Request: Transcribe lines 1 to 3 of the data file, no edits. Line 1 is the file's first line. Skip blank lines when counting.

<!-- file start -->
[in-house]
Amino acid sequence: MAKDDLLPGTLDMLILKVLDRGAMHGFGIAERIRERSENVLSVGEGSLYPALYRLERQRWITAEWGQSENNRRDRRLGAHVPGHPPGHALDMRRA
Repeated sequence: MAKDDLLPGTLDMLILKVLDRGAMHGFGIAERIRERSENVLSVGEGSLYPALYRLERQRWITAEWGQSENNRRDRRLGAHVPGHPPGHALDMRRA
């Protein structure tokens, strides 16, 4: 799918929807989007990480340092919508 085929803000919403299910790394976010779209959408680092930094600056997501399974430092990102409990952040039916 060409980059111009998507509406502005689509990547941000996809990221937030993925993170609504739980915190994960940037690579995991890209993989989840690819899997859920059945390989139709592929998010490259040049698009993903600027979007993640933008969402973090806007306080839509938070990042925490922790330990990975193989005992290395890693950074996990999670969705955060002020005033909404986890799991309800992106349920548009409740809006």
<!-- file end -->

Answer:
[in-house]
Amino acid sequence: MAKDDLLPGTLDMLILKVLDRGAMHGFGIAERIRERSENVLSVGEGSLYPALYRLERQRWITAEWGQSENNRRDRRLGAHVPGHPPGHALDMRRA
Repeated sequence: MAKDDLLPGTLDMLILKVLDRGAMHGFGIAERIRERSENVLSVGEGSLYPALYRLERQRWITAEWGQSENNRRDRRLGAHVPGHPPGHALDMRRA